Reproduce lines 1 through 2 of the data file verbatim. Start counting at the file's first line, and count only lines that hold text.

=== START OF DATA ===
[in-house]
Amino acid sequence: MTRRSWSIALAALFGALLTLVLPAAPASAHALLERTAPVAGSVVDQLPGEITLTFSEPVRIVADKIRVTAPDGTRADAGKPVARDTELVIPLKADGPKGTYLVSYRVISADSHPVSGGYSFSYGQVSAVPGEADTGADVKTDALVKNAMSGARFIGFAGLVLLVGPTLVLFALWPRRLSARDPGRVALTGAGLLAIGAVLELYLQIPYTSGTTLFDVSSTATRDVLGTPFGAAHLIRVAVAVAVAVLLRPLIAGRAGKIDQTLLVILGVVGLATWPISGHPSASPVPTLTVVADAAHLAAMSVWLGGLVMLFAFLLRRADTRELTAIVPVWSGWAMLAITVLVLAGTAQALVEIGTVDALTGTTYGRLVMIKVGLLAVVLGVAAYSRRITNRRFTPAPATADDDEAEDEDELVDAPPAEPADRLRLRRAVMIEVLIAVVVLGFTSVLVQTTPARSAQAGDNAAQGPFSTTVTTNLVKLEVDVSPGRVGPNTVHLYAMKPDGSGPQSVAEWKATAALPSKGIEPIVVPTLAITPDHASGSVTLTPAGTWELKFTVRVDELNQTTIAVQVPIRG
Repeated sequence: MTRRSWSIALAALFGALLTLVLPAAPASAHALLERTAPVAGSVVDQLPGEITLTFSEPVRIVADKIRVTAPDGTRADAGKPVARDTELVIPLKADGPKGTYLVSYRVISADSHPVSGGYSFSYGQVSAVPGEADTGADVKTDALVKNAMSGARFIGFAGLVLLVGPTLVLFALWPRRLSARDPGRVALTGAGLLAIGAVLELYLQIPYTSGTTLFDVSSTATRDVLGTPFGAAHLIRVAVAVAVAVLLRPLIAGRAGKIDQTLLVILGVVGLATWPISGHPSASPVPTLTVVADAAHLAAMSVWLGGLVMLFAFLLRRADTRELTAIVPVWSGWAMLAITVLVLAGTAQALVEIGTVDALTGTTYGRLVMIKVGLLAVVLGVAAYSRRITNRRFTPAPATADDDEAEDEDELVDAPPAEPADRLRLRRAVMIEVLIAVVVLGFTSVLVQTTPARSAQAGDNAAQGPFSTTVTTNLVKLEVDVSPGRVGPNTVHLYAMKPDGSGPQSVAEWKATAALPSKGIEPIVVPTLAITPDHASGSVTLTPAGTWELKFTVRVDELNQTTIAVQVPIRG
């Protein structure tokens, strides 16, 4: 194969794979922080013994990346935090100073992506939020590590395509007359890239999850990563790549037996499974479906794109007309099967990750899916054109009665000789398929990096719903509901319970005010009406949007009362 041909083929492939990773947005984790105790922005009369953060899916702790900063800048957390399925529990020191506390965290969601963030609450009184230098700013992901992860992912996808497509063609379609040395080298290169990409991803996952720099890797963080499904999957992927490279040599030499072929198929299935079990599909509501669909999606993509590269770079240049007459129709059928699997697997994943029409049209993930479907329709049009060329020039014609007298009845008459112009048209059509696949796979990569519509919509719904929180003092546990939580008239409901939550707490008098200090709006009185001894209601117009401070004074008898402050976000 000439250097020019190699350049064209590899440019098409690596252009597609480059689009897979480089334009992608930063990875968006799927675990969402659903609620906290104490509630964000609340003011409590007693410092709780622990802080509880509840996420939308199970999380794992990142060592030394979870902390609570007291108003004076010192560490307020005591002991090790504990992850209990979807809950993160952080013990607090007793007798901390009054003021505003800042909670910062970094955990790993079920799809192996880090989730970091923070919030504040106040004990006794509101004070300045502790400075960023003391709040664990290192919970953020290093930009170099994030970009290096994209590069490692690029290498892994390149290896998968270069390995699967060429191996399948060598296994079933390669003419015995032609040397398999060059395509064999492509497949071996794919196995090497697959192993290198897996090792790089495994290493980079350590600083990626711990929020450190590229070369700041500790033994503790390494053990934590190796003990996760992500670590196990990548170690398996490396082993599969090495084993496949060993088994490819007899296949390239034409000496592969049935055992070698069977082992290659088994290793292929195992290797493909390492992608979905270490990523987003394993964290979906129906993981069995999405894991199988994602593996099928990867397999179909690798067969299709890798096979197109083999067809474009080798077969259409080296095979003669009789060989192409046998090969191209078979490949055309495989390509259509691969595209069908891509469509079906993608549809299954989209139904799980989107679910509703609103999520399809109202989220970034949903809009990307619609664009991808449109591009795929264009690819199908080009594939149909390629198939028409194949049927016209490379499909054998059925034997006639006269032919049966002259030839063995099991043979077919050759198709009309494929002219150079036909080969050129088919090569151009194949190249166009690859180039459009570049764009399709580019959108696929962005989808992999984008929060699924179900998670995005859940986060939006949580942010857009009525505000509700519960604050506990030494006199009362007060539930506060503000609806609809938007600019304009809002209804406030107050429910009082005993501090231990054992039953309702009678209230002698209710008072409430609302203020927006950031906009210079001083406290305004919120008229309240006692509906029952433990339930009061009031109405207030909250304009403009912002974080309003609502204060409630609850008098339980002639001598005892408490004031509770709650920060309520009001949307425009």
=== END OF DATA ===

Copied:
[in-house]
Amino acid sequence: MTRRSWSIALAALFGALLTLVLPAAPASAHALLERTAPVAGSVVDQLPGEITLTFSEPVRIVADKIRVTAPDGTRADAGKPVARDTELVIPLKADGPKGTYLVSYRVISADSHPVSGGYSFSYGQVSAVPGEADTGADVKTDALVKNAMSGARFIGFAGLVLLVGPTLVLFALWPRRLSARDPGRVALTGAGLLAIGAVLELYLQIPYTSGTTLFDVSSTATRDVLGTPFGAAHLIRVAVAVAVAVLLRPLIAGRAGKIDQTLLVILGVVGLATWPISGHPSASPVPTLTVVADAAHLAAMSVWLGGLVMLFAFLLRRADTRELTAIVPVWSGWAMLAITVLVLAGTAQALVEIGTVDALTGTTYGRLVMIKVGLLAVVLGVAAYSRRITNRRFTPAPATADDDEAEDEDELVDAPPAEPADRLRLRRAVMIEVLIAVVVLGFTSVLVQTTPARSAQAGDNAAQGPFSTTVTTNLVKLEVDVSPGRVGPNTVHLYAMKPDGSGPQSVAEWKATAALPSKGIEPIVVPTLAITPDHASGSVTLTPAGTWELKFTVRVDELNQTTIAVQVPIRG